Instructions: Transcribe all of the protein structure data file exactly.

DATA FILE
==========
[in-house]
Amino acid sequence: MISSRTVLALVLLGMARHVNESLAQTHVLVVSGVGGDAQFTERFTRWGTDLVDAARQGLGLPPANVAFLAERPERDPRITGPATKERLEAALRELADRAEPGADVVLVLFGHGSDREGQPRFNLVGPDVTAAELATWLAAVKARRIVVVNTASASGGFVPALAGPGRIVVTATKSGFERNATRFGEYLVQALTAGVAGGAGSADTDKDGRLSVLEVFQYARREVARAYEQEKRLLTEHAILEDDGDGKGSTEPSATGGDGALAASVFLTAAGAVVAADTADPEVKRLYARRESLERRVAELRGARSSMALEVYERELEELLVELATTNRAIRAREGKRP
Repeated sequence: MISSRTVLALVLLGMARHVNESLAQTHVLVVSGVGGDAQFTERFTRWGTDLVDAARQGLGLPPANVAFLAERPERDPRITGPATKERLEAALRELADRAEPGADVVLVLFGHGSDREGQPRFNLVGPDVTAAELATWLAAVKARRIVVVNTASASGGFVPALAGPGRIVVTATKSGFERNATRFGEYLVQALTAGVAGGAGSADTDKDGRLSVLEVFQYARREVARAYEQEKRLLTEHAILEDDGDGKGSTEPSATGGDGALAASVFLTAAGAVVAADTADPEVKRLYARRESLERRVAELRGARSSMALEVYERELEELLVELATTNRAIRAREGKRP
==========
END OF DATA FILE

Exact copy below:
[in-house]
Amino acid sequence: MISSRTVLALVLLGMARHVNESLAQTHVLVVSGVGGDAQFTERFTRWGTDLVDAARQGLGLPPANVAFLAERPERDPRITGPATKERLEAALRELADRAEPGADVVLVLFGHGSDREGQPRFNLVGPDVTAAELATWLAAVKARRIVVVNTASASGGFVPALAGPGRIVVTATKSGFERNATRFGEYLVQALTAGVAGGAGSADTDKDGRLSVLEVFQYARREVARAYEQEKRLLTEHAILEDDGDGKGSTEPSATGGDGALAASVFLTAAGAVVAADTADPEVKRLYARRESLERRVAELRGARSSMALEVYERELEELLVELATTNRAIRAREGKRP
Repeated sequence: MISSRTVLALVLLGMARHVNESLAQTHVLVVSGVGGDAQFTERFTRWGTDLVDAARQGLGLPPANVAFLAERPERDPRITGPATKERLEAALRELADRAEPGADVVLVLFGHGSDREGQPRFNLVGPDVTAAELATWLAAVKARRIVVVNTASASGGFVPALAGPGRIVVTATKSGFERNATRFGEYLVQALTAGVAGGAGSADTDKDGRLSVLEVFQYARREVARAYEQEKRLLTEHAILEDDGDGKGSTEPSATGGDGALAASVFLTAAGAVVAADTADPEVKRLYARRESLERRVAELRGARSSMALEVYERELEELLVELATTNRAIRAREGKRP